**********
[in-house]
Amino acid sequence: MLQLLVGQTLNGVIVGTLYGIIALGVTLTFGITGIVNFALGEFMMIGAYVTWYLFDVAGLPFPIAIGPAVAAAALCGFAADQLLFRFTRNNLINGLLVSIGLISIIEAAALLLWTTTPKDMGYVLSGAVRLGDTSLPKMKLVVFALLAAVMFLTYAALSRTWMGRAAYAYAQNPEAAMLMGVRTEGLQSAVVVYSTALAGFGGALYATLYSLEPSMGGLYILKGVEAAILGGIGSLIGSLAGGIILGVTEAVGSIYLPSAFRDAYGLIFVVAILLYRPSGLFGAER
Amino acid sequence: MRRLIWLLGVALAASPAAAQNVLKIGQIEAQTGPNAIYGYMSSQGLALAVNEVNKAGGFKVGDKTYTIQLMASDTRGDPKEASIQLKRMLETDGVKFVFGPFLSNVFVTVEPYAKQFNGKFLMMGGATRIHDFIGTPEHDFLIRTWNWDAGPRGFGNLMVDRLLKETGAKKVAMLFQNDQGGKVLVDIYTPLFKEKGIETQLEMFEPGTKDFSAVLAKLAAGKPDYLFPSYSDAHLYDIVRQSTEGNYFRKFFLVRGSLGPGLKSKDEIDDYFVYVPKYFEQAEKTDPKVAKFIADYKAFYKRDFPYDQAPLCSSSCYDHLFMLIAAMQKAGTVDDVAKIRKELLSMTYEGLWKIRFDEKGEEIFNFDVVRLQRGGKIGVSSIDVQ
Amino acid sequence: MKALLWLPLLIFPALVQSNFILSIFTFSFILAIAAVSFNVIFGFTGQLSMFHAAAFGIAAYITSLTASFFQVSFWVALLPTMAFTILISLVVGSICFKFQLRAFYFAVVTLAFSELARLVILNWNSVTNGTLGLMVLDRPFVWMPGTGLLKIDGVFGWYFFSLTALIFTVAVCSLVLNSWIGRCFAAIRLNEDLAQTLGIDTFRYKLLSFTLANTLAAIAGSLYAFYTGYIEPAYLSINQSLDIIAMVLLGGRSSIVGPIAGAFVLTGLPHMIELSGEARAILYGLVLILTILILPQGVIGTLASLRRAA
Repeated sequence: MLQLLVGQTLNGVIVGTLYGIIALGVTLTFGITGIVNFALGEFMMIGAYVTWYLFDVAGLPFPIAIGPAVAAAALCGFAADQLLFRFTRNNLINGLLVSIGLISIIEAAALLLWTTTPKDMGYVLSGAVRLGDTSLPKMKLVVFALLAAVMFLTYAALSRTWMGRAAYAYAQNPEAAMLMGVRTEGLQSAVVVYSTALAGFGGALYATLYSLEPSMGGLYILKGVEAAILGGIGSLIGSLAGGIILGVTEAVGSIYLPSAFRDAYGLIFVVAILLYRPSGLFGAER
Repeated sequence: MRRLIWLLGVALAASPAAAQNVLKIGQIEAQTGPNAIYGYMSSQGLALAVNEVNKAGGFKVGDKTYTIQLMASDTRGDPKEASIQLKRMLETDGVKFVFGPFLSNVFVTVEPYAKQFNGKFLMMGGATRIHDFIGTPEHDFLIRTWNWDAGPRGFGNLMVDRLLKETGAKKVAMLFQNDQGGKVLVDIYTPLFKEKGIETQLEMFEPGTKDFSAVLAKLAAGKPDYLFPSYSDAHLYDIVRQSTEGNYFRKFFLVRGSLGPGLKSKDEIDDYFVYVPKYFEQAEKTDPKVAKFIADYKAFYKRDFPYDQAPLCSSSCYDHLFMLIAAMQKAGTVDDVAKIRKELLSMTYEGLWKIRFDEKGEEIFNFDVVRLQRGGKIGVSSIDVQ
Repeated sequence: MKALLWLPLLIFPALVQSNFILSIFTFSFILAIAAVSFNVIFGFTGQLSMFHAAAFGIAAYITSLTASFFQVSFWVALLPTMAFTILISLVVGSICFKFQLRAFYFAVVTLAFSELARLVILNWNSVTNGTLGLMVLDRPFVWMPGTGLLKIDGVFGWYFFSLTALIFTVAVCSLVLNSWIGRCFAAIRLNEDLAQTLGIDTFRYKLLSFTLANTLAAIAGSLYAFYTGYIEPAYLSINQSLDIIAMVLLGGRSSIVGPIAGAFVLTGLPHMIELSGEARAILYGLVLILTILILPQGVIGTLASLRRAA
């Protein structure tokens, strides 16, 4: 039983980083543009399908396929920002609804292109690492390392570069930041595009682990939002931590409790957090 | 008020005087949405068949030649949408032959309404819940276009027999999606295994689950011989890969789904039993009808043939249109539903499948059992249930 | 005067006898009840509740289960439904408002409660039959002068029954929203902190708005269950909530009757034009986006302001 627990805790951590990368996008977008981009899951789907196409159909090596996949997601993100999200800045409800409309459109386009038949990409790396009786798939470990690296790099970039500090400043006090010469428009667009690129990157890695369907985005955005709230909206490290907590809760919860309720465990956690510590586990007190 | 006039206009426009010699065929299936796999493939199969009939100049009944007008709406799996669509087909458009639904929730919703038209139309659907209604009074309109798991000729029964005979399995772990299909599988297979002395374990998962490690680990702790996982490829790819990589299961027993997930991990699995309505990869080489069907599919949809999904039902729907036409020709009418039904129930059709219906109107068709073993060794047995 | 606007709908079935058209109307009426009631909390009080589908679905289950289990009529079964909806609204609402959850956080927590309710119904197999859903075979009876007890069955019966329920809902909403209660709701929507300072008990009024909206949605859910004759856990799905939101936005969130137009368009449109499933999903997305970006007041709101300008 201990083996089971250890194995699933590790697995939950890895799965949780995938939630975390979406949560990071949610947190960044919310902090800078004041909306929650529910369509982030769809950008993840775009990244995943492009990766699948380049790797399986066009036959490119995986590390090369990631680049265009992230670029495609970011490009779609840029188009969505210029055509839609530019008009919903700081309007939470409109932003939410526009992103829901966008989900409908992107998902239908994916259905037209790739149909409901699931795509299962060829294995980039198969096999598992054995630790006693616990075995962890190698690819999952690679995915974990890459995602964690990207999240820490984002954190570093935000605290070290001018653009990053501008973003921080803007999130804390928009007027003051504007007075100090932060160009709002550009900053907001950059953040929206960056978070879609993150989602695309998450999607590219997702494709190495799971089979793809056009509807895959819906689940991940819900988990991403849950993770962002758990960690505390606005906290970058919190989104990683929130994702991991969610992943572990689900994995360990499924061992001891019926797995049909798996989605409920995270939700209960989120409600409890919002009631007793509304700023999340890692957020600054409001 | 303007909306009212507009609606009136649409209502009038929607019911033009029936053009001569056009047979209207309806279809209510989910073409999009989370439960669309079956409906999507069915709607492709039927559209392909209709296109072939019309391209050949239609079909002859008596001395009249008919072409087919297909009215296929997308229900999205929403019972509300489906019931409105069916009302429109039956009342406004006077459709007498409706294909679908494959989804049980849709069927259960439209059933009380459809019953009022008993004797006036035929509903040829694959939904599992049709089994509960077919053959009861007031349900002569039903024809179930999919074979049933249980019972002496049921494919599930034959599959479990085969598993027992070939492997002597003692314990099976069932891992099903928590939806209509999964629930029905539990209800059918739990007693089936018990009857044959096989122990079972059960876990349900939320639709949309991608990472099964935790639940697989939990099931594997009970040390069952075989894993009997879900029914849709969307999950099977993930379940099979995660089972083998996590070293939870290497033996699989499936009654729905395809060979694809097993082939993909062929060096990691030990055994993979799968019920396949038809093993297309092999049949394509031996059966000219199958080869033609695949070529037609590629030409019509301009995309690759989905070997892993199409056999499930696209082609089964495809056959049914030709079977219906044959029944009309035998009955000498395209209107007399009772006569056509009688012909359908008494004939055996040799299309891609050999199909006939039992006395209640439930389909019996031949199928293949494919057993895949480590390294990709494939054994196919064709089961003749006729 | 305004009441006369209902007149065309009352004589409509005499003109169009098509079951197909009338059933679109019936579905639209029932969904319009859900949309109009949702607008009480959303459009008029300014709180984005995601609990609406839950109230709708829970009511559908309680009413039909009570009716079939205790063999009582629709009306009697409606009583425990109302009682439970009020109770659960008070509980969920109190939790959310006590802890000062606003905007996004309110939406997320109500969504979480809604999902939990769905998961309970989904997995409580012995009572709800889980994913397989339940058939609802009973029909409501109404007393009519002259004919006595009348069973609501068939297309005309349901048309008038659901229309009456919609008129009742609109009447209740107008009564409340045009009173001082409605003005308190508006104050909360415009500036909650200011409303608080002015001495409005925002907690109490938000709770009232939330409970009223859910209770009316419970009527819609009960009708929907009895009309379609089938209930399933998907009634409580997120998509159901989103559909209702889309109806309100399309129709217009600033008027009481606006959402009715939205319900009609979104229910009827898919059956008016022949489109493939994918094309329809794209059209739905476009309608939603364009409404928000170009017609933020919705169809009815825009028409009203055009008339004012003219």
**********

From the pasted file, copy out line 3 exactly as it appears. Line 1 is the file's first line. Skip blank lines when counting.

Amino acid sequence: MRRLIWLLGVALAASPAAAQNVLKIGQIEAQTGPNAIYGYMSSQGLALAVNEVNKAGGFKVGDKTYTIQLMASDTRGDPKEASIQLKRMLETDGVKFVFGPFLSNVFVTVEPYAKQFNGKFLMMGGATRIHDFIGTPEHDFLIRTWNWDAGPRGFGNLMVDRLLKETGAKKVAMLFQNDQGGKVLVDIYTPLFKEKGIETQLEMFEPGTKDFSAVLAKLAAGKPDYLFPSYSDAHLYDIVRQSTEGNYFRKFFLVRGSLGPGLKSKDEIDDYFVYVPKYFEQAEKTDPKVAKFIADYKAFYKRDFPYDQAPLCSSSCYDHLFMLIAAMQKAGTVDDVAKIRKELLSMTYEGLWKIRFDEKGEEIFNFDVVRLQRGGKIGVSSIDVQ